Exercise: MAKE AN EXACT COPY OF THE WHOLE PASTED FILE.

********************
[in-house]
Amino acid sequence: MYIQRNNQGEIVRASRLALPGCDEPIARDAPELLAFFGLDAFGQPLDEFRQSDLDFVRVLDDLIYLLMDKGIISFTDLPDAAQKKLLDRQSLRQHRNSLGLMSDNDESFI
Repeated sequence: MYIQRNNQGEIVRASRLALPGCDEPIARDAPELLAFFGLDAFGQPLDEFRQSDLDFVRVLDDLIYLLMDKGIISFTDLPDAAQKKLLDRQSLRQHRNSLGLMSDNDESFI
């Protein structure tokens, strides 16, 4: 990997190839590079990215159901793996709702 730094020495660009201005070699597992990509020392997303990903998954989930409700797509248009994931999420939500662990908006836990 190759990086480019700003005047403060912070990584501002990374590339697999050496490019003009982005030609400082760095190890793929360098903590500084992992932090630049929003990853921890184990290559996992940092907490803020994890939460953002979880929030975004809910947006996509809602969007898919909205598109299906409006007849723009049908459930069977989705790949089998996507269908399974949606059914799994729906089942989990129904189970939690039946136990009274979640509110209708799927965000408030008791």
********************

[in-house]
Amino acid sequence: MYIQRNNQGEIVRASRLALPGCDEPIARDAPELLAFFGLDAFGQPLDEFRQSDLDFVRVLDDLIYLLMDKGIISFTDLPDAAQKKLLDRQSLRQHRNSLGLMSDNDESFI
Repeated sequence: MYIQRNNQGEIVRASRLALPGCDEPIARDAPELLAFFGLDAFGQPLDEFRQSDLDFVRVLDDLIYLLMDKGIISFTDLPDAAQKKLLDRQSLRQHRNSLGLMSDNDESFI
């Protein structure tokens, strides 16, 4: 990997190839590079990215159901793996709702 730094020495660009201005070699597992990509020392997303990903998954989930409700797509248009994931999420939500662990908006836990 190759990086480019700003005047403060912070990584501002990374590339697999050496490019003009982005030609400082760095190890793929360098903590500084992992932090630049929003990853921890184990290559996992940092907490803020994890939460953002979880929030975004809910947006996509809602969007898919909205598109299906409006007849723009049908459930069977989705790949089998996507269908399974949606059914799994729906089942989990129904189970939690039946136990009274979640509110209708799927965000408030008791």